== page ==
Editor’s note: In a previous version of this story, we incorrectly characterized the charges against Top Star Tickets. We have fixed the error and apologize for the mistake.
A Connecticut ticket broker that has listed thousands of tickets on StubHub has been fined $3.5 million by New York Attorney General Eric Schneiderman for illegally using BOTS to buy and resell tickets.
The fine was part of a larger $4.2 million settlement agreement with seven ticket resale operators and comes nearly a year-and-a-half after Schneiderman published a scathing report on the ticket reselling industry, and just months after former President Barack Obama outlawed the use of BOTs to buy up tickets.
“Unscrupulous ticket resellers who break the rules and take advantage of ordinary consumers are one of the major reasons why ticketing remains a rigged system,” Attorney General Schneiderman said in a release. “We will continue to fight to make ticketing a more fair and transparent marketplace, so fans have the opportunity to enjoy their favorite shows and events. Anybody who breaks the law will pay a steep price.”
According to a release from Schneiderman, Prestige Entertainment employees used two different bots and thousands of credit cards and Ticketmaster accounts to purchase tickets to New York shows. To avoid detection, Prestige used proxy IP addresses to help it buy up tickets, including the purchase of 1,012 tickets in less than a minute to a 2014 U2 concert at Madison Square Garden.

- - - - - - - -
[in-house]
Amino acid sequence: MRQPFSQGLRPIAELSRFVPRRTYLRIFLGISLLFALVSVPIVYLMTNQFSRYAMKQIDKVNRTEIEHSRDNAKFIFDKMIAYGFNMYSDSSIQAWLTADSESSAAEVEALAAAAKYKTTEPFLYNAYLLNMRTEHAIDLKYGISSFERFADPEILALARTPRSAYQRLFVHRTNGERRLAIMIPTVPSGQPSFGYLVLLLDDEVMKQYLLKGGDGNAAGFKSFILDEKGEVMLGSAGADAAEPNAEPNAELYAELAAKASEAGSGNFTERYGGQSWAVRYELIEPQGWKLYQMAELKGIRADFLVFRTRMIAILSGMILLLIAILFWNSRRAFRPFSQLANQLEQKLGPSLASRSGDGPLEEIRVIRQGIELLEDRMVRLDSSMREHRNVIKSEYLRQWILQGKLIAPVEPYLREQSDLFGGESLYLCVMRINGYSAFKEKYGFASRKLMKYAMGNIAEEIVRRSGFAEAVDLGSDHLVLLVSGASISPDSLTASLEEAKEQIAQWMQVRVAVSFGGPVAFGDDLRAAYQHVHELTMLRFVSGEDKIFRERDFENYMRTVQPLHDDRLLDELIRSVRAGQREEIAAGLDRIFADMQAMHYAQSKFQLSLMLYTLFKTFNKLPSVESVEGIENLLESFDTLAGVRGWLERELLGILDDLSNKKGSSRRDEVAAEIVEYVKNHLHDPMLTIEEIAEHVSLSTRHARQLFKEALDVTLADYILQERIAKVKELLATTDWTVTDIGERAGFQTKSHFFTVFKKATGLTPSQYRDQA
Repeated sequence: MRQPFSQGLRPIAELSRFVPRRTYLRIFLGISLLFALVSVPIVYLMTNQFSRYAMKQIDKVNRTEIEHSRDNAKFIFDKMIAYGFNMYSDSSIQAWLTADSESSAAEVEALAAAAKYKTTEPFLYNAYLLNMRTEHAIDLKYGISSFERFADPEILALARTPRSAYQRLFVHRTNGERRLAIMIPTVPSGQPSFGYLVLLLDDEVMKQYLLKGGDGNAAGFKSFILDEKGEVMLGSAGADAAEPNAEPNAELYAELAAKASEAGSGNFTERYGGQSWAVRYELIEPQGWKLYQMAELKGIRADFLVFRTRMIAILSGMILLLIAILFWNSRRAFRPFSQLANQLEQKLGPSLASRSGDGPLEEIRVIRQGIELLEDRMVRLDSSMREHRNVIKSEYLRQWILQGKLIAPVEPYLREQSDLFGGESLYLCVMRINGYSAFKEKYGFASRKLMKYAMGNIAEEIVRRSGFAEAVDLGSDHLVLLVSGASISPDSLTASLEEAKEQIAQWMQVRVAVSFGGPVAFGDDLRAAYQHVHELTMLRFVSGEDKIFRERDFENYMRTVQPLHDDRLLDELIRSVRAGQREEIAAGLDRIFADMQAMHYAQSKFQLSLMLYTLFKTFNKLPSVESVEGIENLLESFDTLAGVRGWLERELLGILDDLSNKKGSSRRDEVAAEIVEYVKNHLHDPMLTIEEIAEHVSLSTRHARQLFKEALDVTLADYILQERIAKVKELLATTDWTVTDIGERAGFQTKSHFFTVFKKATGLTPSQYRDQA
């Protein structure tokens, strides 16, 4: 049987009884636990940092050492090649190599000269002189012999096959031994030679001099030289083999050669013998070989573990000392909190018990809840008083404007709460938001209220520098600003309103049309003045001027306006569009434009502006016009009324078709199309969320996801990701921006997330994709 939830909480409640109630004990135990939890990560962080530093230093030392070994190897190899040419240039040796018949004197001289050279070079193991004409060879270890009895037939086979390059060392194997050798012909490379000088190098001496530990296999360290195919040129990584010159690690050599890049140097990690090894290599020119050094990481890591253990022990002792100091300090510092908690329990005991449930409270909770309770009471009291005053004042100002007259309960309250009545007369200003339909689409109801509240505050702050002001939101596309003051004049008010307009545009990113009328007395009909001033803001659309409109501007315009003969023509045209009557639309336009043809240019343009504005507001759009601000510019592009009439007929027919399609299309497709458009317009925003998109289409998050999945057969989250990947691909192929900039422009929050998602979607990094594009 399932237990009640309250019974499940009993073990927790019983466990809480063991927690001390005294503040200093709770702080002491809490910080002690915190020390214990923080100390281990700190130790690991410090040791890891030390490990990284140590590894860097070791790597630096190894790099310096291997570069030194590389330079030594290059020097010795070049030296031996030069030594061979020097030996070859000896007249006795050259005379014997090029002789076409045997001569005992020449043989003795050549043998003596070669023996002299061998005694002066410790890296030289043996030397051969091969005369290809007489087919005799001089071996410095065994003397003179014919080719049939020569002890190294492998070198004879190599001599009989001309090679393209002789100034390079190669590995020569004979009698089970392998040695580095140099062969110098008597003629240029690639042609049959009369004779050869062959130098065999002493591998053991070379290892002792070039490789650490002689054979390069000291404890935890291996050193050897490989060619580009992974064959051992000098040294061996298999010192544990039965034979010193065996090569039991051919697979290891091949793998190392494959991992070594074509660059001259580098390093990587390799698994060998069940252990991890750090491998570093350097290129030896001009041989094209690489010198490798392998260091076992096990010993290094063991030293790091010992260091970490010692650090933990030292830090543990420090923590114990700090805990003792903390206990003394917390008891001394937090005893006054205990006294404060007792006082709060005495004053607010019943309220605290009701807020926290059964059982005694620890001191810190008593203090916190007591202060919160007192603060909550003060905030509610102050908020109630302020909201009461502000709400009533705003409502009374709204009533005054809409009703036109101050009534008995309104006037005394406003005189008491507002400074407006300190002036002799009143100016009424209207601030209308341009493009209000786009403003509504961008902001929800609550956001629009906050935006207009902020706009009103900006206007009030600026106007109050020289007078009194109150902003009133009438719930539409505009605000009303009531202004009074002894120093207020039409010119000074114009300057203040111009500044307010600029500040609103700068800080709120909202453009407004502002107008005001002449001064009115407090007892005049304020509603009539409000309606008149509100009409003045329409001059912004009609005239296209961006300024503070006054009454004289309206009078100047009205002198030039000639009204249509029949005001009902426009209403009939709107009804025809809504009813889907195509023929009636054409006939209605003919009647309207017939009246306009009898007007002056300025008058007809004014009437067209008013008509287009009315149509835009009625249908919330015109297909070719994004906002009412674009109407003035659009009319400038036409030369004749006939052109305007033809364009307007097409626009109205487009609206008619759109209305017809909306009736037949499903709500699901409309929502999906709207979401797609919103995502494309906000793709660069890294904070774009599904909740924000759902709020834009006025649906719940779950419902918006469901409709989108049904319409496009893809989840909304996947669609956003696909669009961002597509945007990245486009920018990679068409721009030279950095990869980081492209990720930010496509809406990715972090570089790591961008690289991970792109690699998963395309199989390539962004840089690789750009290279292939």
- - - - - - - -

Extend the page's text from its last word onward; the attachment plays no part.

Amplify reached out to Prestige Entertainment and a representative for the company said they would not be commenting for the story. Prestige is a well-known brokerage firm that often lists its tickets on StubHub. Amplify reached out to StubHub for comment but did not receive a response by deadline.
Also swept up in the bust is Presidential Tickets of New York, Concert Specials Inc. of New York, Fantech Inc. of New York and BMC Capital Partners of New York, all charged with illegally using BOTS to acquire tickets and selling tickets to New York shows without a license. Another company, Componica of Iowa, was charged with developing BOT software to defeat Ticketmaster’s security measures like CAPTCHA. Top Star Tickets of Massachusetts was charged with selling tickets to New York events without a NY license.
Since releasing its report Obstructed View: What’s Blocking New Yorkers From Getting Tickets in January 2016, the Attorney General’s office has announced settlements with 15 businesses involved in ticket resale for a total of $7.1 million. In 2016, New York enacted legislation that added criminal penalties for bot use to the existing civil penalties. That law took effect in February 2017. The settlements announced to date involved misconduct committed before the new law took effect.
These cases were handled by Bureau of Internet and Technology (BIT) Assistant Attorneys General Aaron Chase, Jordan Adler, and Noah Stein, and BIT Bureau Chief Kathleen McGee. The Executive Deputy Attorney General for Economic Justice is Manisha Sheth.